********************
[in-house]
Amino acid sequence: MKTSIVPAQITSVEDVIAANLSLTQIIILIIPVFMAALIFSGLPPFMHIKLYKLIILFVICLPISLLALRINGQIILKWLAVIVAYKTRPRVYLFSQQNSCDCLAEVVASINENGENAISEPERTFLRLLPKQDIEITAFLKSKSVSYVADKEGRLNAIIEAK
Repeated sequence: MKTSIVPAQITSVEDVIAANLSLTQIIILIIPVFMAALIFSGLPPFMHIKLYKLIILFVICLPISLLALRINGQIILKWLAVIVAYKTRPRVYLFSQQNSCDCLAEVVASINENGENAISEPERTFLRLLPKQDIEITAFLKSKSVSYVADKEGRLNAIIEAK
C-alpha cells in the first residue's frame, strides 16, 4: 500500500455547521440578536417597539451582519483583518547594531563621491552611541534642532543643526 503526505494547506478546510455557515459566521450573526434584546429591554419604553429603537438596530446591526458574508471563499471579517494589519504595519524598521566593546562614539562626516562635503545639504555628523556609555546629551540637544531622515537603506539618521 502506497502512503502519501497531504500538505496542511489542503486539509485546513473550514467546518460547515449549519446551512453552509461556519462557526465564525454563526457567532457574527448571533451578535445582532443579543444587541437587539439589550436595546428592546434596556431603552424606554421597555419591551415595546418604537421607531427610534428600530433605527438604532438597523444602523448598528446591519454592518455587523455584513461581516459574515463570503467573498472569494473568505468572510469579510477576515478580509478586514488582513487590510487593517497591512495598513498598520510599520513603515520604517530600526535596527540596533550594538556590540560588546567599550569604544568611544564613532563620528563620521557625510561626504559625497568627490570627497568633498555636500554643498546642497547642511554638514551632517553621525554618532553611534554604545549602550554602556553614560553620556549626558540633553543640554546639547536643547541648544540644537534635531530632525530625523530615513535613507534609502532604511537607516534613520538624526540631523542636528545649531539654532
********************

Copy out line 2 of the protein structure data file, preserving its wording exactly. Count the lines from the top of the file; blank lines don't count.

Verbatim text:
Amino acid sequence: MKTSIVPAQITSVEDVIAANLSLTQIIILIIPVFMAALIFSGLPPFMHIKLYKLIILFVICLPISLLALRINGQIILKWLAVIVAYKTRPRVYLFSQQNSCDCLAEVVASINENGENAISEPERTFLRLLPKQDIEITAFLKSKSVSYVADKEGRLNAIIEAK